KfW Credit Market Outlook: Business lending growth has slowed
Press Release from 2020-01-13 / Group, KfW Research
- Third quarter saw a credit market expansion of just 4.6%
- Weak economic growth, industrial recession and political uncertainties continue to drive the decline
- Growth expected to slow further into the new year
According to KfW Research, new lending by banks and savings banks to businesses and self-employed persons in Germany (without residential construction and finance institutions) lost momentum in the summer months. The current KfW Credit Market Outlook shows that new lending growth dropped to 4.6% in the third quarter of 2019, a much lower rate than the previous quarter’s vigorous 7.0%. Thus, after a brief interruption, the downward trend in new lending that began at the end of 2018 has continued as expected. In this final quarter of 2019, new lending growth should reach a low 2.8% and drop further to around 2.5% in the first quarter of 2020.
It was foreseeable that the higher growth in new business lending seen in the spring would not be sustainable. In the second quarter, short-term loans provided a particularly strong boost. That trend has now reversed. Such volatility is characteristic of phases of cyclical weakness, as businesses have to fund more liquidity bottlenecks or a previously unanticipated buildup of stockpiles before they adjust production. Moreover, side effects of the Brexit poker are likely to have helped companies clear inventories in the third quarter.
Longer-term loan commitments are developing positively, but the momentum is weakening steadily. The reason is that businesses have again spent more on investment than in the same period last year. The ECB’s expansionary monetary policy has probably made a significant contribution to the stability of investment activity, which is remarkable given the economic weakness, and the resulting funding requirements. However, the monetary policy instruments are now largely exhausted. This increases the likelihood that factors which weigh on investment activity and credit demand will gain the upper hand. Industrial capacity utilisation has been declining for nearly two years already. That has reduced borrowing requirements for new plant and equipment.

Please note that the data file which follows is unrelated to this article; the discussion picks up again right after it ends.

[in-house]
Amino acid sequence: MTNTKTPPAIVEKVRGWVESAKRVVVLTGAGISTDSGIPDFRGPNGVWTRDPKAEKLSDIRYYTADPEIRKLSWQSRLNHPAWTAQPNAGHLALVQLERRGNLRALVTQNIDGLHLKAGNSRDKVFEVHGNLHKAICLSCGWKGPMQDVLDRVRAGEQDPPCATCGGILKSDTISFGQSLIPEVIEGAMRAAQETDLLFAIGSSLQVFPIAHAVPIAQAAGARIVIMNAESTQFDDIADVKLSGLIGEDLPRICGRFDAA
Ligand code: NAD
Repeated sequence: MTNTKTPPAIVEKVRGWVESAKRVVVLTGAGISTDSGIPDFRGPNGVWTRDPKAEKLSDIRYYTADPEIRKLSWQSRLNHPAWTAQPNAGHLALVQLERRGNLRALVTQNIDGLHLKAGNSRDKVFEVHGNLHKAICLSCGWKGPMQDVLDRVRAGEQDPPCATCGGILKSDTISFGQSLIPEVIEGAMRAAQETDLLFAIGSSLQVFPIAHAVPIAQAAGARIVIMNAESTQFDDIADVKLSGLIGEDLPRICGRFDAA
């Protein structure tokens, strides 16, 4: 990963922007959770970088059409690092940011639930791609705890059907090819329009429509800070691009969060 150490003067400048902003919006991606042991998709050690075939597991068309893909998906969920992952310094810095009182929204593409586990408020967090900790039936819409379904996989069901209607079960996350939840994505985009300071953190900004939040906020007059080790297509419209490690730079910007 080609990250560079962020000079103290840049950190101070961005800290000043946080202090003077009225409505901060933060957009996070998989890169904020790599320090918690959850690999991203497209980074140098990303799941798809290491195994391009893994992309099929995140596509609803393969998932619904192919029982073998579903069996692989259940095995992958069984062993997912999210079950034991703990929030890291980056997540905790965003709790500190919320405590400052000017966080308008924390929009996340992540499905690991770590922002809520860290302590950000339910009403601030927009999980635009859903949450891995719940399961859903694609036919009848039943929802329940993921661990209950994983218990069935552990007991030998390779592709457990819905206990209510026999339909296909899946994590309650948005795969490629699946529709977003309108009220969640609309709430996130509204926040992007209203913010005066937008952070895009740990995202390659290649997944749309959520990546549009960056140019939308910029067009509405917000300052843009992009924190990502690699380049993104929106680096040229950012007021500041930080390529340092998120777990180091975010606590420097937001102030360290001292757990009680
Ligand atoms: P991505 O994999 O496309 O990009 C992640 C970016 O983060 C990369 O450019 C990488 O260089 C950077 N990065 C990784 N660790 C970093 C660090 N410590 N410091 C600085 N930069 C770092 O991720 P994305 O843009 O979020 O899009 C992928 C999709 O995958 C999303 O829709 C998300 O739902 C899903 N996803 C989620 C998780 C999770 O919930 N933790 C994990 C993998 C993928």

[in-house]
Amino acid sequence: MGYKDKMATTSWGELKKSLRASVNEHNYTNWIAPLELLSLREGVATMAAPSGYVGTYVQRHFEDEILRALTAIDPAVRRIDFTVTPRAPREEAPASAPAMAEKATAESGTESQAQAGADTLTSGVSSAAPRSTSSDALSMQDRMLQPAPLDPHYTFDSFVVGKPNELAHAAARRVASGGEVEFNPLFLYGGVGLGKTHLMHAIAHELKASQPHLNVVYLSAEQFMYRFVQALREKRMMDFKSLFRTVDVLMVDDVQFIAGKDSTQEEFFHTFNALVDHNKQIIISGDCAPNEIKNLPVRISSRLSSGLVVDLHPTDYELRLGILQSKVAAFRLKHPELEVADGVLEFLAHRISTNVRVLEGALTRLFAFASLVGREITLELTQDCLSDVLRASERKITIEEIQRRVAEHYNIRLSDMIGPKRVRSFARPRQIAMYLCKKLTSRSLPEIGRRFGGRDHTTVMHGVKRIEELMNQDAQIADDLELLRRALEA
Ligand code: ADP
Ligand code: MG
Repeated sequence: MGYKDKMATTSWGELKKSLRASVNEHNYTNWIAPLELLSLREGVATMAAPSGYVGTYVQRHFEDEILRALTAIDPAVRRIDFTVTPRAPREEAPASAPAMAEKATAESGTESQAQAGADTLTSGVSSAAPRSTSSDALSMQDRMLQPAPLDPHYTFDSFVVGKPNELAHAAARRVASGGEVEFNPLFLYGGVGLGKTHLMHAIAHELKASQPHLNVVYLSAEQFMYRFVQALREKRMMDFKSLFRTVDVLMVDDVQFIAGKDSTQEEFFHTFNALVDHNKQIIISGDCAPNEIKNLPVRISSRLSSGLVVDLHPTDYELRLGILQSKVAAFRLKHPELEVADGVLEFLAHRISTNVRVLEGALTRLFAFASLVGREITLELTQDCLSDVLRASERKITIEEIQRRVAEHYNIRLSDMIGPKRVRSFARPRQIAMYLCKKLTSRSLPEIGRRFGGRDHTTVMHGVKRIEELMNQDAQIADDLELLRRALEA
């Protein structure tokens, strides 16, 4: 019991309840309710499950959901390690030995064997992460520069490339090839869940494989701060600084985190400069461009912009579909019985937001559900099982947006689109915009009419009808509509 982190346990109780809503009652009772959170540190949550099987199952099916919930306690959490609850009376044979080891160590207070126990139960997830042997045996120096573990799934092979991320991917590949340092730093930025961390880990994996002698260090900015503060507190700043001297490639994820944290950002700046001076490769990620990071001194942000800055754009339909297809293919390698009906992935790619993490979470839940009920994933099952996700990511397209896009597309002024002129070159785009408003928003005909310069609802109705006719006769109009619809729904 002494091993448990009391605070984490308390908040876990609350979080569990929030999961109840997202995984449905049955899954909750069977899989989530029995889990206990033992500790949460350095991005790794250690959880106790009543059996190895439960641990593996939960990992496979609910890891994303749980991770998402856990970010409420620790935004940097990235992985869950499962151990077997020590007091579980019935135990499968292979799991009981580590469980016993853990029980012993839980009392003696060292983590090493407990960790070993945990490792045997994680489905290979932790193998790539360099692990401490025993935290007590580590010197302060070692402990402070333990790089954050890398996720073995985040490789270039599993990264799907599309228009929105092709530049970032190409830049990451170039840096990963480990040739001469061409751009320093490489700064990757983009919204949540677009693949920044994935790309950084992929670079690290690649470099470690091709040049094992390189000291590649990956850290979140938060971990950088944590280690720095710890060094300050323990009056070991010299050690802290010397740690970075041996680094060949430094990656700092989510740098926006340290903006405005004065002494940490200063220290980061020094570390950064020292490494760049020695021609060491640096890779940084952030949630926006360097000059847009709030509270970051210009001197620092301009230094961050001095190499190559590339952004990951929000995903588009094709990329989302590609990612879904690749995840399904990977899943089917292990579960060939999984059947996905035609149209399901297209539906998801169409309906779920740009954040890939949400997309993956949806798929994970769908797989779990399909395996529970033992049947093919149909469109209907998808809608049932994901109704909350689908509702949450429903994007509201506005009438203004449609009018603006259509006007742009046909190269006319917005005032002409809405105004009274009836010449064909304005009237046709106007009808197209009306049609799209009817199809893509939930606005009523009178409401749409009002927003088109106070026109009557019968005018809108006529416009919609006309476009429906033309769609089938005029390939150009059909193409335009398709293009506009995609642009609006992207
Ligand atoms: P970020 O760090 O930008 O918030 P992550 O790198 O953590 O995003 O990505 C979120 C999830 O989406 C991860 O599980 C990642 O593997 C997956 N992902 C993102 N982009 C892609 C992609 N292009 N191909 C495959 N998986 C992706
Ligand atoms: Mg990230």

Financing conditions for businesses still remain exceptionally good. Nevertheless, the long-standing period of looser lending criteria is likely to be over. Besides, according to the recent Bank Lending Survey, a clear majority of banks have reported a rising loan denial rate since 2015. Moreover, the net balance of credit institutions that have raised interest premiums on riskier loans has reached the highest level in more than six years.
“Despite low interest rates, the weak economic momentum, the industrial recession and multiple political uncertainties have dampened the appetite for new loans – among both banks and businesses”, commented Dr Fritzi Köhler-Geib, Chief Economist of KfW. “The forces on both sides of the credit market are currently pulling in the same direction and dragging down growth momentum. Nonetheless, thanks to the healthy balance sheets of German enterprises, banks should continue to be ready to bridge liquidity bottlenecks that may occur in the event of unexpected developments. Sharp increases in short-term lending thus remain within the realm of possibility. But in order for a trend reversal in the credit market to be sustainable, economic growth will have to pick up noticeably and the political disruptions that are making it hard for businesses to plan will have to at least decrease. That is unlikely to occur before the middle of next year”, added Köhler-Geib.